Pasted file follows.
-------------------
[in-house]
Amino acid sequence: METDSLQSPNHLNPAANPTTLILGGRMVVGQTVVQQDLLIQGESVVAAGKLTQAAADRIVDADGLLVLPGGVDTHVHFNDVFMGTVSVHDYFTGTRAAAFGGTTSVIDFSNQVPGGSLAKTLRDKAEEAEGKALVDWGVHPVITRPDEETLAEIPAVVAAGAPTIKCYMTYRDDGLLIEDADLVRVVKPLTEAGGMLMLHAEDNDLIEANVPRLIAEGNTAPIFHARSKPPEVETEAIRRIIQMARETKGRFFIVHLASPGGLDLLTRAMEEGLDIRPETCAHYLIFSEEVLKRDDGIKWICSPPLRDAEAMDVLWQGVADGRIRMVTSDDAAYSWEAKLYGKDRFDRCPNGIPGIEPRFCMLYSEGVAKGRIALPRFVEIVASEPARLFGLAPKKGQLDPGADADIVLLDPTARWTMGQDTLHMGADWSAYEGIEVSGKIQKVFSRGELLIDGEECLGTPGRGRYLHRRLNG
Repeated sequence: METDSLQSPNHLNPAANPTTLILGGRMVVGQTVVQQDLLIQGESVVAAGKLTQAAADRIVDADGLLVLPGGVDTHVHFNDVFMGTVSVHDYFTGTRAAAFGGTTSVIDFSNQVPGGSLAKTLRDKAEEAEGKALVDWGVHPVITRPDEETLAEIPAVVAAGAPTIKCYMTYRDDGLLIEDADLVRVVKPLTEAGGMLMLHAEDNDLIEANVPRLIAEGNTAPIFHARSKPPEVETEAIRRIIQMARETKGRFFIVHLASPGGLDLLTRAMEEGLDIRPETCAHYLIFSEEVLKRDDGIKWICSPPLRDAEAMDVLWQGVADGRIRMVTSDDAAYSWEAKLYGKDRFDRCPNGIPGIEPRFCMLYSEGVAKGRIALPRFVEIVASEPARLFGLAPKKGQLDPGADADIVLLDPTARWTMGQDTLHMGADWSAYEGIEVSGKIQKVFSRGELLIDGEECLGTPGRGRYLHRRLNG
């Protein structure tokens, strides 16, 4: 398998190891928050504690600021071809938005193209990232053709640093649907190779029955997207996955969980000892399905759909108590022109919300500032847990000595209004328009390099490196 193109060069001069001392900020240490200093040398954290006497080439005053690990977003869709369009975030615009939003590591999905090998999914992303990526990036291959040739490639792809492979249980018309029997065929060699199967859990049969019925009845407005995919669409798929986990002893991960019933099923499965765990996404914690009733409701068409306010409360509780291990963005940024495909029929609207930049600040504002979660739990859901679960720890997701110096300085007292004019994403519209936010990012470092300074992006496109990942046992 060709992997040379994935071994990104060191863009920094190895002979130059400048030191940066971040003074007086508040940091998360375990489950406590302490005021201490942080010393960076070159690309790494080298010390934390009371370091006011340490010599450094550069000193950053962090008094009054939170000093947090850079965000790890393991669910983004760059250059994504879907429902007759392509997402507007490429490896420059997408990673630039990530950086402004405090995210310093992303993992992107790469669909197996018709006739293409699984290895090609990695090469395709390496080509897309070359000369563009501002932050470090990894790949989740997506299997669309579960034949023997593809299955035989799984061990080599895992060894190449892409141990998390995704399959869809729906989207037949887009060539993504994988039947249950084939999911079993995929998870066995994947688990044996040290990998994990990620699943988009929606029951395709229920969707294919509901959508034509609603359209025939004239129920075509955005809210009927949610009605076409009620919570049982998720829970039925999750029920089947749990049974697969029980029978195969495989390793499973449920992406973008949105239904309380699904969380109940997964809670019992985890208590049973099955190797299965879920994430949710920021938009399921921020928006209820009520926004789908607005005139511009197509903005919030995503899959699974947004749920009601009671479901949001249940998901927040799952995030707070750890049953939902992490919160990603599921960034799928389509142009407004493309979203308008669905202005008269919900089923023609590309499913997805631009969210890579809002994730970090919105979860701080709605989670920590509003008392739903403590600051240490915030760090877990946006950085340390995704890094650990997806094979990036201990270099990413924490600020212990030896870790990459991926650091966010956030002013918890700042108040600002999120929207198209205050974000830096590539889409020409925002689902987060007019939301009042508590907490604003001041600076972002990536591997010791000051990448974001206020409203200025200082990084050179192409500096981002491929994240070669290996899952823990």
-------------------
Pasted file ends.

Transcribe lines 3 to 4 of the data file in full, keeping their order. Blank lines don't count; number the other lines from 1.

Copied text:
Repeated sequence: METDSLQSPNHLNPAANPTTLILGGRMVVGQTVVQQDLLIQGESVVAAGKLTQAAADRIVDADGLLVLPGGVDTHVHFNDVFMGTVSVHDYFTGTRAAAFGGTTSVIDFSNQVPGGSLAKTLRDKAEEAEGKALVDWGVHPVITRPDEETLAEIPAVVAAGAPTIKCYMTYRDDGLLIEDADLVRVVKPLTEAGGMLMLHAEDNDLIEANVPRLIAEGNTAPIFHARSKPPEVETEAIRRIIQMARETKGRFFIVHLASPGGLDLLTRAMEEGLDIRPETCAHYLIFSEEVLKRDDGIKWICSPPLRDAEAMDVLWQGVADGRIRMVTSDDAAYSWEAKLYGKDRFDRCPNGIPGIEPRFCMLYSEGVAKGRIALPRFVEIVASEPARLFGLAPKKGQLDPGADADIVLLDPTARWTMGQDTLHMGADWSAYEGIEVSGKIQKVFSRGELLIDGEECLGTPGRGRYLHRRLNG
């Protein structure tokens, strides 16, 4: 398998190891928050504690600021071809938005193209990232053709640093649907190779029955997207996955969980000892399905759909108590022109919300500032847990000595209004328009390099490196 193109060069001069001392900020240490200093040398954290006497080439005053690990977003869709369009975030615009939003590591999905090998999914992303990526990036291959040739490639792809492979249980018309029997065929060699199967859990049969019925009845407005995919669409798929986990002893991960019933099923499965765990996404914690009733409701068409306010409360509780291990963005940024495909029929609207930049600040504002979660739990859901679960720890997701110096300085007292004019994403519209936010990012470092300074992006496109990942046992 060709992997040379994935071994990104060191863009920094190895002979130059400048030191940066971040003074007086508040940091998360375990489950406590302490005021201490942080010393960076070159690309790494080298010390934390009371370091006011340490010599450094550069000193950053962090008094009054939170000093947090850079965000790890393991669910983004760059250059994504879907429902007759392509997402507007490429490896420059997408990673630039990530950086402004405090995210310093992303993992992107790469669909197996018709006739293409699984290895090609990695090469395709390496080509897309070359000369563009501002932050470090990894790949989740997506299997669309579960034949023997593809299955035989799984061990080599895992060894190449892409141990998390995704399959869809729906989207037949887009060539993504994988039947249950084939999911079993995929998870066995994947688990044996040290990998994990990620699943988009929606029951395709229920969707294919509901959508034509609603359209025939004239129920075509955005809210009927949610009605076409009620919570049982998720829970039925999750029920089947749990049974697969029980029978195969495989390793499973449920992406973008949105239904309380699904969380109940997964809670019992985890208590049973099955190797299965879920994430949710920021938009399921921020928006209820009520926004789908607005005139511009197509903005919030995503899959699974947004749920009601009671479901949001249940998901927040799952995030707070750890049953939902992490919160990603599921960034799928389509142009407004493309979203308008669905202005008269919900089923023609590309499913997805631009969210890579809002994730970090919105979860701080709605989670920590509003008392739903403590600051240490915030760090877990946006950085340390995704890094650990997806094979990036201990270099990413924490600020212990030896870790990459991926650091966010956030002013918890700042108040600002999120929207198209205050974000830096590539889409020409925002689902987060007019939301009042508590907490604003001041600076972002990536591997010791000051990448974001206020409203200025200082990084050179192409500096981002491929994240070669290996899952823990």